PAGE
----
Do Exams Truly Measure Someone’s Intelligence?

Is the examination system really worth the stress?

The concept of formal examination emerged in 605 A.D, China, introduced by the Sui Dynasty to elect candidates for civil service and government offices. However, it is interesting to note that intelligence existed, and could be measured accurately even before this particular development. Some even might go as far as to say that it was found in significant abundance before we invented an examination system!

Take the greatest philosophical and scientific advancements in all academia; all of these can be attributed to individuals who wanted to gain knowledge out of pure curiosity. Be it Socrates, Plato, Aristotle or Avicenna, Averroes, Pythagoras and, Archimedes – these thinkers contributed to the fundamentals of their respective fields and did so without taking any formal examination.

Probably because all of their learning was unhindered unlike the pressure looming over the students of today to achieve high grades in exams that seldom have anything to do with learning or creativity.

In this author’s opinion, all forms of written and verbal examination should be abolished as they play no role in determining or advancing either IQ or intelligence of an individual.  Before establishing why the examination system is flawed, we first must attempt to define intelligence.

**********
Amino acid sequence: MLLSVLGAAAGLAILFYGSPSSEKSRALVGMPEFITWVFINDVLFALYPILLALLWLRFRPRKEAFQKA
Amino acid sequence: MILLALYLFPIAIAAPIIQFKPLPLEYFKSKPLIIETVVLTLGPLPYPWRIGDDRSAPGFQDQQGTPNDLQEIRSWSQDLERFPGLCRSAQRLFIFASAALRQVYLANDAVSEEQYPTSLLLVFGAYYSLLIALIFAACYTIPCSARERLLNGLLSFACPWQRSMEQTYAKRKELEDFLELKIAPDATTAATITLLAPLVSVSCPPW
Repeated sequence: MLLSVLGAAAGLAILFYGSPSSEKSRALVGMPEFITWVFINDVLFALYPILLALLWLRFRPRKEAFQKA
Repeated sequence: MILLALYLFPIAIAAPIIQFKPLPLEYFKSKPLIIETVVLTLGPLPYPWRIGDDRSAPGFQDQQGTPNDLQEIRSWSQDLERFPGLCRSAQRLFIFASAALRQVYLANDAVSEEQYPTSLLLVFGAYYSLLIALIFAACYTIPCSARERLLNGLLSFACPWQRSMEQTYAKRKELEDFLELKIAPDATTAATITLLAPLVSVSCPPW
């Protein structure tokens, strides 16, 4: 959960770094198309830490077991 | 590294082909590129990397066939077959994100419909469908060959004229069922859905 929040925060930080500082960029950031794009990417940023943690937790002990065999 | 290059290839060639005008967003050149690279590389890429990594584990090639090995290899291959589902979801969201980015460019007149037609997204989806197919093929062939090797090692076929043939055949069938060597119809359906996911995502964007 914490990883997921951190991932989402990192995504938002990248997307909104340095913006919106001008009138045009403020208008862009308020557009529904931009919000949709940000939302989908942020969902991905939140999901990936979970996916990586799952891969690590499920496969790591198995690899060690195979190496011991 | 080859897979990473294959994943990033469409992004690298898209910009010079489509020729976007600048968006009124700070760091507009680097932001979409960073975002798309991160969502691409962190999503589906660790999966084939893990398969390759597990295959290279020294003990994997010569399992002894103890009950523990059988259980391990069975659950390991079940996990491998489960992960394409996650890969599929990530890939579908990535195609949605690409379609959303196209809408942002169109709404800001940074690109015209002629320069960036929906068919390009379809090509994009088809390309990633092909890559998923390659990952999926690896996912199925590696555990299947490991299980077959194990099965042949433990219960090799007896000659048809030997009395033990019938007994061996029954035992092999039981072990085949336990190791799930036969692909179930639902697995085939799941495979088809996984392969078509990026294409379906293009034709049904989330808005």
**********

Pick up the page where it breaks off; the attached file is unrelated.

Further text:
Intelligence refers to the ability to acquire and apply knowledge and skills and to use these acquired skills to function effectively within a given environment (Cardwell).

Researchers have spent decades trying to come up with a system to accurately and objectively measure the intelligence of an individual but a breakthrough is yet to be established.

In 1905, Alfred Binet and Theodore Simon developed the first intelligence test which was known as the Binet-Simon scale – this questionnaire tested memory, attention, strategic thinking on a spectrum and attempted to assign a fixed value to intellectual ability. However, the current examination system only tests the ability of an individual within a fixed range and lacks the flexibility that is conducive to creativity. For example, exams test memory and retention of content taught within a classroom rather than the understanding of these concepts. Therefore, an average exam tests the effort made by the student rather than determining their intelligence.

Grades do not quantify intellectual ability but rather assign a numerical quotient to a student’s effort in a particular subject. While hard work is characteristic of successful people, it does not in any way constitute intelligence. Many intelligent individuals in history have been known for their tendency to procrastinate which stems from their complex to be perfect.

Furthermore, as exams simply serve to measure retentive abilities of an individual, it should be noted that the content learned for an exam becomes useless and is lost from the mind as soon as the exam ends. Were high-scoring students tested for the same exam a month later, they would fail as no real knowledge is being gained. Instead, students succumb to pressure and rote-learn material without pondering over the possible implications and applications of what they are cramming. This is depriving the global economy of creative, motivated and skilled human capital which will lead to a collective intellectual collapse of society.